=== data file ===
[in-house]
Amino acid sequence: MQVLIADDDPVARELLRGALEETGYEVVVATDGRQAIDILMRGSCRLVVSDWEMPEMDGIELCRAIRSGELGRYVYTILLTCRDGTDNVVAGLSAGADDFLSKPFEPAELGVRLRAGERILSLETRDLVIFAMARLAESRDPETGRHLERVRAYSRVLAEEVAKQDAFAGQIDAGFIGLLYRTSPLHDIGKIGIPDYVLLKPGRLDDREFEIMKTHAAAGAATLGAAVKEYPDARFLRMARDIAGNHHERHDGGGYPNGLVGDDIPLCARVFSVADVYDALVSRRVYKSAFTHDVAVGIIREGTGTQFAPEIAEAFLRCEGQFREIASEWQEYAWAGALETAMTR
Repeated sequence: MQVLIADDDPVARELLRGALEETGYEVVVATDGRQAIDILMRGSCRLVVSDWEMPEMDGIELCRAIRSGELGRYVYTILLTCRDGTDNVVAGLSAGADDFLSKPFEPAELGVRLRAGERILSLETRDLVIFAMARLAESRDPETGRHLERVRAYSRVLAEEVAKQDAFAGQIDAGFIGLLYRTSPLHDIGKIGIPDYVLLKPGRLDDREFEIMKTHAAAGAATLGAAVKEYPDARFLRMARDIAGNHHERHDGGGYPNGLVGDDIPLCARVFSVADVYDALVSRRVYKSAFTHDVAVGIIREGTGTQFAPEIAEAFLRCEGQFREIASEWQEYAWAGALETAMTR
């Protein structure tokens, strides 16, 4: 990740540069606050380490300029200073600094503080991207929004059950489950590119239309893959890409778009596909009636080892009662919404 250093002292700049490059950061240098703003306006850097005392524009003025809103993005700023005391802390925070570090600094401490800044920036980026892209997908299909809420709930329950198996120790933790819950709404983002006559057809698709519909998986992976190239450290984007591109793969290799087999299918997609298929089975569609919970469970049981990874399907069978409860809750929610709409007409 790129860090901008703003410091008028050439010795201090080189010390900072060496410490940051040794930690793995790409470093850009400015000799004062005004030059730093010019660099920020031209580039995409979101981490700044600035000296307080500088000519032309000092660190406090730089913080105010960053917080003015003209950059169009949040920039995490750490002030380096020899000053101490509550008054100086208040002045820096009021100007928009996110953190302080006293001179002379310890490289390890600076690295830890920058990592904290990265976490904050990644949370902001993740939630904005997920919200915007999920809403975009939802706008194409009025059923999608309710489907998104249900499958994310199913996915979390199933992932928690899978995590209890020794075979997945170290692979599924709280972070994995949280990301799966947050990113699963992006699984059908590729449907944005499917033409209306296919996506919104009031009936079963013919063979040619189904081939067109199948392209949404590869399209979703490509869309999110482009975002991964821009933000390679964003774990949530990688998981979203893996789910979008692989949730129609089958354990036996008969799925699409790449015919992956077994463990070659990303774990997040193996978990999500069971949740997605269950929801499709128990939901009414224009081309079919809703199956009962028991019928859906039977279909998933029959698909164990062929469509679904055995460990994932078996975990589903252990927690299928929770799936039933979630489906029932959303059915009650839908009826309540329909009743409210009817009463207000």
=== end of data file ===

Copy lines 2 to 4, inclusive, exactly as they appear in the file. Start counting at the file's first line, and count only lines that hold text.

Amino acid sequence: MQVLIADDDPVARELLRGALEETGYEVVVATDGRQAIDILMRGSCRLVVSDWEMPEMDGIELCRAIRSGELGRYVYTILLTCRDGTDNVVAGLSAGADDFLSKPFEPAELGVRLRAGERILSLETRDLVIFAMARLAESRDPETGRHLERVRAYSRVLAEEVAKQDAFAGQIDAGFIGLLYRTSPLHDIGKIGIPDYVLLKPGRLDDREFEIMKTHAAAGAATLGAAVKEYPDARFLRMARDIAGNHHERHDGGGYPNGLVGDDIPLCARVFSVADVYDALVSRRVYKSAFTHDVAVGIIREGTGTQFAPEIAEAFLRCEGQFREIASEWQEYAWAGALETAMTR
Repeated sequence: MQVLIADDDPVARELLRGALEETGYEVVVATDGRQAIDILMRGSCRLVVSDWEMPEMDGIELCRAIRSGELGRYVYTILLTCRDGTDNVVAGLSAGADDFLSKPFEPAELGVRLRAGERILSLETRDLVIFAMARLAESRDPETGRHLERVRAYSRVLAEEVAKQDAFAGQIDAGFIGLLYRTSPLHDIGKIGIPDYVLLKPGRLDDREFEIMKTHAAAGAATLGAAVKEYPDARFLRMARDIAGNHHERHDGGGYPNGLVGDDIPLCARVFSVADVYDALVSRRVYKSAFTHDVAVGIIREGTGTQFAPEIAEAFLRCEGQFREIASEWQEYAWAGALETAMTR
């Protein structure tokens, strides 16, 4: 990740540069606050380490300029200073600094503080991207929004059950489950590119239309893959890409778009596909009636080892009662919404 250093002292700049490059950061240098703003306006850097005392524009003025809103993005700023005391802390925070570090600094401490800044920036980026892209997908299909809420709930329950198996120790933790819950709404983002006559057809698709519909998986992976190239450290984007591109793969290799087999299918997609298929089975569609919970469970049981990874399907069978409860809750929610709409007409 790129860090901008703003410091008028050439010795201090080189010390900072060496410490940051040794930690793995790409470093850009400015000799004062005004030059730093010019660099920020031209580039995409979101981490700044600035000296307080500088000519032309000092660190406090730089913080105010960053917080003015003209950059169009949040920039995490750490002030380096020899000053101490509550008054100086208040002045820096009021100007928009996110953190302080006293001179002379310890490289390890600076690295830890920058990592904290990265976490904050990644949370902001993740939630904005997920919200915007999920809403975009939802706008194409009025059923999608309710489907998104249900499958994310199913996915979390199933992932928690899978995590209890020794075979997945170290692979599924709280972070994995949280990301799966947050990113699963992006699984059908590729449907944005499917033409209306296919996506919104009031009936079963013919063979040619189904081939067109199948392209949404590869399209979703490509869309999110482009975002991964821009933000390679964003774990949530990688998981979203893996789910979008692989949730129609089958354990036996008969799925699409790449015919992956077994463990070659990303774990997040193996978990999500069971949740997605269950929801499709128990939901009414224009081309079919809703199956009962028991019928859906039977279909998933029959698909164990062929469509679904055995460990994932078996975990589903252990927690299928929770799936039933979630489906029932959303059915009650839908009826309540329909009743409210009817009463207000």